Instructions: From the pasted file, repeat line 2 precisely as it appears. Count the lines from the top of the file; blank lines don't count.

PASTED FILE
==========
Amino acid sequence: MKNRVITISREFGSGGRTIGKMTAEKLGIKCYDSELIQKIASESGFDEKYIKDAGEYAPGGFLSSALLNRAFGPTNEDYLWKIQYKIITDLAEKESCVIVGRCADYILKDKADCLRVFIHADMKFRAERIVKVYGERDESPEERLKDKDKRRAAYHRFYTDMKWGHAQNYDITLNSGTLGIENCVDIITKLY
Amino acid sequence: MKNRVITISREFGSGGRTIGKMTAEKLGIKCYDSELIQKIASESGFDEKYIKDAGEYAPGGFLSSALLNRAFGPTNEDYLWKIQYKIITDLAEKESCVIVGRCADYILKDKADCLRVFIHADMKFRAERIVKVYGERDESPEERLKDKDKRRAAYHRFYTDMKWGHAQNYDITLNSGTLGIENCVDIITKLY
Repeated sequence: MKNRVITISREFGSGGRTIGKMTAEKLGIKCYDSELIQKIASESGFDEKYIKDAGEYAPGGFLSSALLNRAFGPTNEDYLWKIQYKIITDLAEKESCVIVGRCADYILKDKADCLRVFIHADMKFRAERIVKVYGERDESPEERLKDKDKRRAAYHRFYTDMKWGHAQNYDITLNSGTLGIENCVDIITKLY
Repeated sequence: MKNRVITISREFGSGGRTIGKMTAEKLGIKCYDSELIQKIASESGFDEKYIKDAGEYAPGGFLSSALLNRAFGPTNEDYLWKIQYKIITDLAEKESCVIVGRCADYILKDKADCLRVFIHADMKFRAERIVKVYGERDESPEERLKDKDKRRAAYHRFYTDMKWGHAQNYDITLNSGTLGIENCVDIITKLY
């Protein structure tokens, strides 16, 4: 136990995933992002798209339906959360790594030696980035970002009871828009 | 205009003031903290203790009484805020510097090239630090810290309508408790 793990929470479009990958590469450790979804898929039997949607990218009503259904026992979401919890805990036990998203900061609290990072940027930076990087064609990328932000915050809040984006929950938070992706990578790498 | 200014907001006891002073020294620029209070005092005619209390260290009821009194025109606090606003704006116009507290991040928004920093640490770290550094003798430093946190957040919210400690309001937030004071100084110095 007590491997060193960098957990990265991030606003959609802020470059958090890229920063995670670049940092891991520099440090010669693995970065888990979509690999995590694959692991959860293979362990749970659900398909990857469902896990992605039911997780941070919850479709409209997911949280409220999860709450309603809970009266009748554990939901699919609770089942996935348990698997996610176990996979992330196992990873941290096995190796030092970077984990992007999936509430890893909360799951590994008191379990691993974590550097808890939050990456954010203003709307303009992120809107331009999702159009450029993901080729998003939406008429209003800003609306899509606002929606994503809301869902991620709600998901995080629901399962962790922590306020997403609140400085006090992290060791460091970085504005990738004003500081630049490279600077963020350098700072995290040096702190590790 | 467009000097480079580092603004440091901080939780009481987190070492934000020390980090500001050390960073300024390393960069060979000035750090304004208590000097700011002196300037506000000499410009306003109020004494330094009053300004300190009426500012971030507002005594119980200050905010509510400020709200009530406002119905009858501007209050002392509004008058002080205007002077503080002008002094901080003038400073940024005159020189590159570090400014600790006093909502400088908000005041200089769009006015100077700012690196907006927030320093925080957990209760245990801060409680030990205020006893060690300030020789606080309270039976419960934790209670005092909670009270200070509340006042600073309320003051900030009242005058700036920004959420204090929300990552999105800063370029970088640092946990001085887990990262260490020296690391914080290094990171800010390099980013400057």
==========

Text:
Amino acid sequence: MKNRVITISREFGSGGRTIGKMTAEKLGIKCYDSELIQKIASESGFDEKYIKDAGEYAPGGFLSSALLNRAFGPTNEDYLWKIQYKIITDLAEKESCVIVGRCADYILKDKADCLRVFIHADMKFRAERIVKVYGERDESPEERLKDKDKRRAAYHRFYTDMKWGHAQNYDITLNSGTLGIENCVDIITKLY